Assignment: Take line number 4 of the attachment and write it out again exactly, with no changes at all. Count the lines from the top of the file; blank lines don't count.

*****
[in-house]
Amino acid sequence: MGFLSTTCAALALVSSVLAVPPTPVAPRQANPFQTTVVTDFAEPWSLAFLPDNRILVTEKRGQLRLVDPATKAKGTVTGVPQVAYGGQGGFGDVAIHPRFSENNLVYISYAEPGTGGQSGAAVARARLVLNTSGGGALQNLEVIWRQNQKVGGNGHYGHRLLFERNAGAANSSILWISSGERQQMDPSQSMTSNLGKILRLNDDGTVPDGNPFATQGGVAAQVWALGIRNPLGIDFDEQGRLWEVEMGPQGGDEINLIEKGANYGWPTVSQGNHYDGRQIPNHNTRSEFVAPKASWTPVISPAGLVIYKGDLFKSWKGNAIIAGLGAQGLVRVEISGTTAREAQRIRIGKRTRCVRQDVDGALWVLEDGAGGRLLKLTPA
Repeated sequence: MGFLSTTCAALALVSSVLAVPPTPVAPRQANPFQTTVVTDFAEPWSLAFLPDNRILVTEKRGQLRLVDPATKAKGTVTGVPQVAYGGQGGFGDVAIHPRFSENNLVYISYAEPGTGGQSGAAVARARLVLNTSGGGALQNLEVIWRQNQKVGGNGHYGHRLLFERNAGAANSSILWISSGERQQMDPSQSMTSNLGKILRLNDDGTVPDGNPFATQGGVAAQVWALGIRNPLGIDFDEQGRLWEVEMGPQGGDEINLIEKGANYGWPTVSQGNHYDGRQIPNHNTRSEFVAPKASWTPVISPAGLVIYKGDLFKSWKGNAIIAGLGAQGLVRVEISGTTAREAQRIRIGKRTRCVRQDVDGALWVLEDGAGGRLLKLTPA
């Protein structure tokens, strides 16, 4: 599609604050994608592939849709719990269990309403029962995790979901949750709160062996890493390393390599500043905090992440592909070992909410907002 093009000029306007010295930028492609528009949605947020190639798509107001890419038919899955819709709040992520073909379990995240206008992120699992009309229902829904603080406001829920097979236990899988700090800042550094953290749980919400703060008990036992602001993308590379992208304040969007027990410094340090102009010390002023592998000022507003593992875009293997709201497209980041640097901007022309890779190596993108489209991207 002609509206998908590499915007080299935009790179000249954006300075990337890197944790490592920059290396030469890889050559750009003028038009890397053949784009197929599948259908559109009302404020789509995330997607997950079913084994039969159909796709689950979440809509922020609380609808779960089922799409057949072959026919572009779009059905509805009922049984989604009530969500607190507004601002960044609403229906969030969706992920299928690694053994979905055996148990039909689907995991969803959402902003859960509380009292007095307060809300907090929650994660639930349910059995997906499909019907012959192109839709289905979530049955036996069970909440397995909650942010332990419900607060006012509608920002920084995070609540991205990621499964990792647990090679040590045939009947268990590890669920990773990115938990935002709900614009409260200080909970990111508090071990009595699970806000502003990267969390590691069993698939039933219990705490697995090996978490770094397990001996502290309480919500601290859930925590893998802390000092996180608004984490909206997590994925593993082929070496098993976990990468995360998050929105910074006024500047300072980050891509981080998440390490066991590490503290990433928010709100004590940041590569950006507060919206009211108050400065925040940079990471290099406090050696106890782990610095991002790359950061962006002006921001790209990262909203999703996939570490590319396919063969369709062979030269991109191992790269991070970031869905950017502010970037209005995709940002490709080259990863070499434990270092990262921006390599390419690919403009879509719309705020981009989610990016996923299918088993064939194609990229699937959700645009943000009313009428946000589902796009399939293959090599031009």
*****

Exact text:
């Protein structure tokens, strides 16, 4: 599609604050994608592939849709719990269990309403029962995790979901949750709160062996890493390393390599500043905090992440592909070992909410907002 093009000029306007010295930028492609528009949605947020190639798509107001890419038919899955819709709040992520073909379990995240206008992120699992009309229902829904603080406001829920097979236990899988700090800042550094953290749980919400703060008990036992602001993308590379992208304040969007027990410094340090102009010390002023592998000022507003593992875009293997709201497209980041640097901007022309890779190596993108489209991207 002609509206998908590499915007080299935009790179000249954006300075990337890197944790490592920059290396030469890889050559750009003028038009890397053949784009197929599948259908559109009302404020789509995330997607997950079913084994039969159909796709689950979440809509922020609380609808779960089922799409057949072959026919572009779009059905509805009922049984989604009530969500607190507004601002960044609403229906969030969706992920299928690694053994979905055996148990039909689907995991969803959402902003859960509380009292007095307060809300907090929650994660639930349910059995997906499909019907012959192109839709289905979530049955036996069970909440397995909650942010332990419900607060006012509608920002920084995070609540991205990621499964990792647990090679040590045939009947268990590890669920990773990115938990935002709900614009409260200080909970990111508090071990009595699970806000502003990267969390590691069993698939039933219990705490697995090996978490770094397990001996502290309480919500601290859930925590893998802390000092996180608004984490909206997590994925593993082929070496098993976990990468995360998050929105910074006024500047300072980050891509981080998440390490066991590490503290990433928010709100004590940041590569950006507060919206009211108050400065925040940079990471290099406090050696106890782990610095991002790359950061962006002006921001790209990262909203999703996939570490590319396919063969369709062979030269991109191992790269991070970031869905950017502010970037209005995709940002490709080259990863070499434990270092990262921006390599390419690919403009879509719309705020981009989610990016996923299918088993064939194609990229699937959700645009943000009313009428946000589902796009399939293959090599031009």